Death stalks Springfield / ‘Please help my mother’ / At last, a perfect score

Death stalks Springfield. In a letter to the top Republican in the Illinois House, Jim Durkin, Democratic House Speaker Emanuel “Chris” Welch says “at least four of our Democratic colleagues have received threats against their lives, their loved ones or their place of worship”—a situation made worse, Welch writes, “when a member of your Republican caucus issued a statement fanning the flames.”
Durkin’s noncommittal response: “Allow the voices of the minority party to be heard.”
Politico Illinois Playbook’s Shia Kapos: “We don't want to think about where this all goes.”

‘Yep, that’s the American stupids, Canada.’ Tribune columnist Rex Huppke offers words of sympathy to Canadians coping with U.S. Republican-supported protesters against COVID-19 restrictions.
Esquire’s Charlie Pierce: Expect a similar round of “white working-class male rage, COVID exhaustion, fossil fuels, and really big trucks going toot-toot-toot” coming soon to “a nightly newscast near you.”
Gov. Pritzker’s asking the Illinois attorney general to appeal a Downstate judge’s ruling against the state’s mask mandate—a decision that Pritzker says “cultivates chaos.”
Axios Chicago: Although the governor says he wants to lift Illinois’ mask rules as soon as possible, the criteria are vague.

So the news here is that it wasn’t. The Chicago Police Department says its carjacking task force hotline will be staffed 24 hours a day … soon.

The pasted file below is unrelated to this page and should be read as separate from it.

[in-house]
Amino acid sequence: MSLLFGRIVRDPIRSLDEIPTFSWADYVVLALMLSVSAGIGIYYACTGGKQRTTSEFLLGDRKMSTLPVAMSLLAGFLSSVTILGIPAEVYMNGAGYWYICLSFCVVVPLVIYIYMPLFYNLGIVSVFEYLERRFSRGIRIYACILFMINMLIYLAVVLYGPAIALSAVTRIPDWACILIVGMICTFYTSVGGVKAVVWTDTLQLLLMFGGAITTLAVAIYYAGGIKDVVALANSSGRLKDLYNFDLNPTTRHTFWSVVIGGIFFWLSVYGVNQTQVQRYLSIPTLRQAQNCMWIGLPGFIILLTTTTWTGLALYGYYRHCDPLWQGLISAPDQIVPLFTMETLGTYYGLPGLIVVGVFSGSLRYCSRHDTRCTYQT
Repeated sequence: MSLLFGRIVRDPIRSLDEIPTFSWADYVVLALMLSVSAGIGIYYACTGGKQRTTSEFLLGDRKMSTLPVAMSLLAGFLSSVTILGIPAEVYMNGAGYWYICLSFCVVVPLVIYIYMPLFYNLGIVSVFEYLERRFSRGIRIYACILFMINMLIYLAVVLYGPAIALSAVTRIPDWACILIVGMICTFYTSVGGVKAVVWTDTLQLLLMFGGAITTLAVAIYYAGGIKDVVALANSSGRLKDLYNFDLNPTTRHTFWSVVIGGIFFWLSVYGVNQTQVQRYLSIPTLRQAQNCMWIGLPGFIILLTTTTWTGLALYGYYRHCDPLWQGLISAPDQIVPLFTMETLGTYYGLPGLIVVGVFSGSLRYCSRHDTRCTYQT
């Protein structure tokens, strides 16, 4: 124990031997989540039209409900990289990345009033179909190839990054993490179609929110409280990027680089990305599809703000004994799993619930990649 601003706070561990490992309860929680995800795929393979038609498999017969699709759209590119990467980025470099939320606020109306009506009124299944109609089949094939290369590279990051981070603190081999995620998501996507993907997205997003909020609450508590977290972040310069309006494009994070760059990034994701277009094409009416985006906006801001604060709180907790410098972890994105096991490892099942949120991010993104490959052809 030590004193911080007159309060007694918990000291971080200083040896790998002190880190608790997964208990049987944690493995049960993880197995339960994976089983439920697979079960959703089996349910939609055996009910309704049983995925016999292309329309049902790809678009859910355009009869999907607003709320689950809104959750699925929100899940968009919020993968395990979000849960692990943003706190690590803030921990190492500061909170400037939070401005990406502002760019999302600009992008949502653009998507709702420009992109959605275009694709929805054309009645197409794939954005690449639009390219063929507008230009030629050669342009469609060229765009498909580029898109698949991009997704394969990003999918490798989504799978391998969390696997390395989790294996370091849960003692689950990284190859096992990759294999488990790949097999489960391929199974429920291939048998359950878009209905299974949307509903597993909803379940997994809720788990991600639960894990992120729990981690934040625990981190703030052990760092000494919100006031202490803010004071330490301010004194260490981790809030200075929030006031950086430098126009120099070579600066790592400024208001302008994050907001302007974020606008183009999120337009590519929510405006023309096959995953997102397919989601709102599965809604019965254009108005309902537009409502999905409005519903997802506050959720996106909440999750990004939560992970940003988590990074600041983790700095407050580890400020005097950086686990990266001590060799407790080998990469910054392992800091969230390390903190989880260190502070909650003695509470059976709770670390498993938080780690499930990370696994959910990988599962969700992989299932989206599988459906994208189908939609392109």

Mayor Lightfoot blames the rash of carjackings in recent months in part on kids left home unsupervised during the pandemic: “This was pure boredom.”

‘Please help my mother.’ A petition calling on Mother McAuley High School to rehire a veteran teacher fired for using the N-word to illustrate why the former name of the Washington NFL team was wrong had gathered close to 5,000 signatures as of this morning.
A sociology professor explains how Whoopi Goldberg’s oopsawkwardly demonstrates how the idea of race varies by place and changes over time.”

Made in Chicago. An ex-Chicago bank exec’s been sentenced to a year and a day in prison for conspiring with Donald Trump’s then-campaign chair to trade bank loans for a presidential appointment.
He told the judge: “I never sought to gain fame or power.”

Trib vs. Chicago. The paper’s suing the city, demanding release of records involving complaints against employees accused of mistreating other employees.
Amid accusations of staff bullying first reported by Politico, President Biden’s top science adviser has quit.

At last, a perfect score.
First among hundreds of aspirants, Chicago Public Square reader Brent Brotine nailed 100% yesterday on the fifth-anniversary Square news quiz.
With spoilers omitted, here’s a bit of how he did it: “I did need help on where [redacted] so I asked Alexa, and [redacted] was an educated guess since that’s [redacted] and I’d expect nothing less from her technical staff bumblers.”
A Square cap is headed Brent’s way.
With the supply of prize hats depleted, the restriction on one-try-per-user is gone. You now can retake the quiz as many times as you wish.

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